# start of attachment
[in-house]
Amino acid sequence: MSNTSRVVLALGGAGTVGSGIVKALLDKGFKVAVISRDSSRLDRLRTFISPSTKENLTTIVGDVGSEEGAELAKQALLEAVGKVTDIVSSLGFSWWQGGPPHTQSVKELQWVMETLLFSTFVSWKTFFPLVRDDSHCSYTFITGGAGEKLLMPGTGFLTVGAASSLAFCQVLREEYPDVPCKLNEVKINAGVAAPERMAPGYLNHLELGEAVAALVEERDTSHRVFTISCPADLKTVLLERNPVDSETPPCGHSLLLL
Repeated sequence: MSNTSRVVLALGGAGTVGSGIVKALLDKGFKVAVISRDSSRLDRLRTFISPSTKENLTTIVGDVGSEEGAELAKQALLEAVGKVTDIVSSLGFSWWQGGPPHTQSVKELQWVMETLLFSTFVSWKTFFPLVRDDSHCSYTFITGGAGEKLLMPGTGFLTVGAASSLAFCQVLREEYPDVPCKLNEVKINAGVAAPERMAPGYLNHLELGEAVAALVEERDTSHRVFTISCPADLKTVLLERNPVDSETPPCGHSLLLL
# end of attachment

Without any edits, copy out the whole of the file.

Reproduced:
[in-house]
Amino acid sequence: MSNTSRVVLALGGAGTVGSGIVKALLDKGFKVAVISRDSSRLDRLRTFISPSTKENLTTIVGDVGSEEGAELAKQALLEAVGKVTDIVSSLGFSWWQGGPPHTQSVKELQWVMETLLFSTFVSWKTFFPLVRDDSHCSYTFITGGAGEKLLMPGTGFLTVGAASSLAFCQVLREEYPDVPCKLNEVKINAGVAAPERMAPGYLNHLELGEAVAALVEERDTSHRVFTISCPADLKTVLLERNPVDSETPPCGHSLLLL
Repeated sequence: MSNTSRVVLALGGAGTVGSGIVKALLDKGFKVAVISRDSSRLDRLRTFISPSTKENLTTIVGDVGSEEGAELAKQALLEAVGKVTDIVSSLGFSWWQGGPPHTQSVKELQWVMETLLFSTFVSWKTFFPLVRDDSHCSYTFITGGAGEKLLMPGTGFLTVGAASSLAFCQVLREEYPDVPCKLNEVKINAGVAAPERMAPGYLNHLELGEAVAALVEERDTSHRVFTISCPADLKTVLLERNPVDSETPPCGHSLLLL